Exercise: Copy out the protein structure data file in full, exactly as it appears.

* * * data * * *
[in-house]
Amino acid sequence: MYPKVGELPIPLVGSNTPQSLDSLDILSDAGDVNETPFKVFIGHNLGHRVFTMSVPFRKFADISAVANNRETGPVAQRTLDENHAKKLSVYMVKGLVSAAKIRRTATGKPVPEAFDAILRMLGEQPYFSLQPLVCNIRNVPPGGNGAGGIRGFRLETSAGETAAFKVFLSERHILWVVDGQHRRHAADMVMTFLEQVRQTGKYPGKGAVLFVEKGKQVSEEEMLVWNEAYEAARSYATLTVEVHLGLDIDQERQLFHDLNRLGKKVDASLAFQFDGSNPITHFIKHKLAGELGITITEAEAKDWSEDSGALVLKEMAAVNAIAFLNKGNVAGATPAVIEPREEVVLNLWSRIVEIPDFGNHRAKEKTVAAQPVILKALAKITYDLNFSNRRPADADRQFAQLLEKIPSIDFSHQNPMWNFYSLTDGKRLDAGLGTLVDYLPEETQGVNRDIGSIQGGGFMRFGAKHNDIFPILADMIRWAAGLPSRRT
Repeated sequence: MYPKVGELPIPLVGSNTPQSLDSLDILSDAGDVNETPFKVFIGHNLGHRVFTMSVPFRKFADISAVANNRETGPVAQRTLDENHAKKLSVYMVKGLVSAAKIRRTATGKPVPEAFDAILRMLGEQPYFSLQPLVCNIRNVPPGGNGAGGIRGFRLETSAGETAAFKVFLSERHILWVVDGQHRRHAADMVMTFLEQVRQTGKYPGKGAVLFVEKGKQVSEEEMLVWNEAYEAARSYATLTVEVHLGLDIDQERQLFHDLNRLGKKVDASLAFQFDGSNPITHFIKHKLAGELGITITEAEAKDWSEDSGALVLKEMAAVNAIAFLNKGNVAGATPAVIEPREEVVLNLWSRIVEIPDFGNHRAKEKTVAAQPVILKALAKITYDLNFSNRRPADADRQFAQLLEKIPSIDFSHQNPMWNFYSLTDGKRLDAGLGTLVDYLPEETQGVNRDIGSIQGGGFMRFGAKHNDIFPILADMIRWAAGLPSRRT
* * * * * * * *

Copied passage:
[in-house]
Amino acid sequence: MYPKVGELPIPLVGSNTPQSLDSLDILSDAGDVNETPFKVFIGHNLGHRVFTMSVPFRKFADISAVANNRETGPVAQRTLDENHAKKLSVYMVKGLVSAAKIRRTATGKPVPEAFDAILRMLGEQPYFSLQPLVCNIRNVPPGGNGAGGIRGFRLETSAGETAAFKVFLSERHILWVVDGQHRRHAADMVMTFLEQVRQTGKYPGKGAVLFVEKGKQVSEEEMLVWNEAYEAARSYATLTVEVHLGLDIDQERQLFHDLNRLGKKVDASLAFQFDGSNPITHFIKHKLAGELGITITEAEAKDWSEDSGALVLKEMAAVNAIAFLNKGNVAGATPAVIEPREEVVLNLWSRIVEIPDFGNHRAKEKTVAAQPVILKALAKITYDLNFSNRRPADADRQFAQLLEKIPSIDFSHQNPMWNFYSLTDGKRLDAGLGTLVDYLPEETQGVNRDIGSIQGGGFMRFGAKHNDIFPILADMIRWAAGLPSRRT
Repeated sequence: MYPKVGELPIPLVGSNTPQSLDSLDILSDAGDVNETPFKVFIGHNLGHRVFTMSVPFRKFADISAVANNRETGPVAQRTLDENHAKKLSVYMVKGLVSAAKIRRTATGKPVPEAFDAILRMLGEQPYFSLQPLVCNIRNVPPGGNGAGGIRGFRLETSAGETAAFKVFLSERHILWVVDGQHRRHAADMVMTFLEQVRQTGKYPGKGAVLFVEKGKQVSEEEMLVWNEAYEAARSYATLTVEVHLGLDIDQERQLFHDLNRLGKKVDASLAFQFDGSNPITHFIKHKLAGELGITITEAEAKDWSEDSGALVLKEMAAVNAIAFLNKGNVAGATPAVIEPREEVVLNLWSRIVEIPDFGNHRAKEKTVAAQPVILKALAKITYDLNFSNRRPADADRQFAQLLEKIPSIDFSHQNPMWNFYSLTDGKRLDAGLGTLVDYLPEETQGVNRDIGSIQGGGFMRFGAKHNDIFPILADMIRWAAGLPSRRT